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Using a laser to create 3d objects

Creating a 3d object from flat material is a great way to bend your imagination . In this project the wood bowl was designed quickly in Aspire 11 and cut from 3mm plywood on my 15W laser.

To create this bowl, I needed a pattern that could be scaled down repeatedly without losing details. My concern was that the inner most copies of the pattern would lose the shape. This meant I needed highly accentuated curves and could then repeatedly copy and scale them down from the outside in. Here is the design in Aspire:

If you examine the image on top of the final product, you will notice that each layer is rotate slightly, leaning on the layer below. This is the reason that the sharp edge triangle extends a little below the bottom of the round curve. After copying the outer shape down to the middle, I ended up with the following:

See how the inner most copy is just a jagged circle? Ok - that should take more than 30 minutes, including experimentation with the pattern...Now it was time to cut out the pattern. Notice that this is a super simple design to produce. Once you cut out all the lines, each pair of patterns essentially defines a thin part.

i am using a cool 15w laser of Opt Lasers a company based out of Poland with great support and aftermarket comparability with most popular CNC machines. I have mine installed on my Shapeoko 3 XL. I find it challenging to find the right settings (feed, speed and focal point) because every material and every application (cutting vs engraving) requires a different approach. In this case I wanted to minimize ash/burn marks and cut cleanly through the 3mm plywood.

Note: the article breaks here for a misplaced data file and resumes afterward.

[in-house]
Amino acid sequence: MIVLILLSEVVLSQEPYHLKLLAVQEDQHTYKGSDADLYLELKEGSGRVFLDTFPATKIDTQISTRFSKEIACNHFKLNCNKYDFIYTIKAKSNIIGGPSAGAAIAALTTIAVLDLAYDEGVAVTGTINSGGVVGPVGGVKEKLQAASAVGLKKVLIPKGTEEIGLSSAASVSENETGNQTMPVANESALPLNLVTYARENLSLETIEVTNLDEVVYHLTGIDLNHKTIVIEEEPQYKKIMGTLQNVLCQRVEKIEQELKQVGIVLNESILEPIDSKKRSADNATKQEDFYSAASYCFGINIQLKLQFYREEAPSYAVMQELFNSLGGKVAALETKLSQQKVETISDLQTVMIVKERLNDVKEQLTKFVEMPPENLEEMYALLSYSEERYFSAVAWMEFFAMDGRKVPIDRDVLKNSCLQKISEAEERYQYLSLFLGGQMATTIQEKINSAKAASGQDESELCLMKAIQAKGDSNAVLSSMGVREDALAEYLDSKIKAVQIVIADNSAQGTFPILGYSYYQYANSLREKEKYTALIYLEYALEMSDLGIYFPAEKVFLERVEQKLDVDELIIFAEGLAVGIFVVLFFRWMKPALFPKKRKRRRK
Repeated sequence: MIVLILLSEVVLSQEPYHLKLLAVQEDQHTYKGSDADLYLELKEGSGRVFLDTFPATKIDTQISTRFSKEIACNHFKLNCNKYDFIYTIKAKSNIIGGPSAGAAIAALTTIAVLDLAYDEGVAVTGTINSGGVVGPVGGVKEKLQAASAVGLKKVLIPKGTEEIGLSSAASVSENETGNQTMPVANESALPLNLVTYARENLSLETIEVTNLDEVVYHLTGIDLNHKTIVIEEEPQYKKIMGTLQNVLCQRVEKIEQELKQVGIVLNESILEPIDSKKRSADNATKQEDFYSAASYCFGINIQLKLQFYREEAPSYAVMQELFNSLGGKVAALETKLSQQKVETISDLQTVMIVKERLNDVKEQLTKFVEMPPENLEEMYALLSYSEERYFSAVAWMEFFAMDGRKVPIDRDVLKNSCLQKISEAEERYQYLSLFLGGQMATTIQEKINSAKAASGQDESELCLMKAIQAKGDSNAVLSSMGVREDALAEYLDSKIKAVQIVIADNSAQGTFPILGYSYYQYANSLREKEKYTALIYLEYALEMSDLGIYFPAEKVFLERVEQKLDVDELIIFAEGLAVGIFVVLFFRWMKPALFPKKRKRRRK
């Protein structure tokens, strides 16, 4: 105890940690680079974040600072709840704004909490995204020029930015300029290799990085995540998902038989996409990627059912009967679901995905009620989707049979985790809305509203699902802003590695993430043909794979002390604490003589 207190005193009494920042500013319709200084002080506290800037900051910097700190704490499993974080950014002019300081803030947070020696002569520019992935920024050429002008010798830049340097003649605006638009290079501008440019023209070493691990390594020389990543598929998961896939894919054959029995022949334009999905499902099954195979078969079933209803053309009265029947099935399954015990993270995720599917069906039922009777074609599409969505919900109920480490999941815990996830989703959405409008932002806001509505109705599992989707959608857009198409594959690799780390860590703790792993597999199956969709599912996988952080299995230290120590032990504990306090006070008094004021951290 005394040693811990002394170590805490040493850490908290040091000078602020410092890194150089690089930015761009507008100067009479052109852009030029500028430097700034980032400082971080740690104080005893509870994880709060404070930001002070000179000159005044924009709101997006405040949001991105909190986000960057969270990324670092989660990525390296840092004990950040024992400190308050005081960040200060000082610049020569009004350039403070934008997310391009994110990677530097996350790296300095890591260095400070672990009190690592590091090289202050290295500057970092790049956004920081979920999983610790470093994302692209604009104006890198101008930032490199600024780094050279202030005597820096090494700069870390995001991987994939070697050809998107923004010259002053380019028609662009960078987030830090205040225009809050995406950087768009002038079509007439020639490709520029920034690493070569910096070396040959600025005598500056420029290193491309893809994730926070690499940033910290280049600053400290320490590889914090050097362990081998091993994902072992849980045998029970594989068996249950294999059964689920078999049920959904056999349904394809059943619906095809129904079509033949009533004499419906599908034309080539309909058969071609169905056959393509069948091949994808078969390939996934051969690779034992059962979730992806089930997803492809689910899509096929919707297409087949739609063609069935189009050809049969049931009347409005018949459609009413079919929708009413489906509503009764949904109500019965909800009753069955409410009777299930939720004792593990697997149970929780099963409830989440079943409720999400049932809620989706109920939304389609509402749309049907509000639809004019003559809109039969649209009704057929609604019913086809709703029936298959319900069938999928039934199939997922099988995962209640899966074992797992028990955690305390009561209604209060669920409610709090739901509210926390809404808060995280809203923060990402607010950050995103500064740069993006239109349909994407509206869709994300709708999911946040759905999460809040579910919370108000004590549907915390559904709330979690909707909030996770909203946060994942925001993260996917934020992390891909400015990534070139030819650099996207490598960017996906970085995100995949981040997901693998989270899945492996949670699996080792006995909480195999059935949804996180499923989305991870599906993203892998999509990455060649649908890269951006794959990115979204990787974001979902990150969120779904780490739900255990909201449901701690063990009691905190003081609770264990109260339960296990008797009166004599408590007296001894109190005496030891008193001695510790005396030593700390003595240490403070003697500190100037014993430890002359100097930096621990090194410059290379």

after multiple tests I was finally ready to cut my parts and here is the process:

as you can see there is considerable yellowing from the smoke generated by the 4 passes by the laser. Later on I learned a few tricks to reduce this: either by covering the wood with a mask such as Ora mask Or blue tape or coating the plywood with a diluted mixture of water and borax. A few coats of shellac work as well and turning on your air assist is the most critical thing you can do. Results of each of the above will vary so you need to find what works best for you: no two pieces of plywood are the same - different species, various adhesives used in the layers and the number of layers - all impact the outcomes of your lasering experience.

After glue-up I must say I am pleased with the results!

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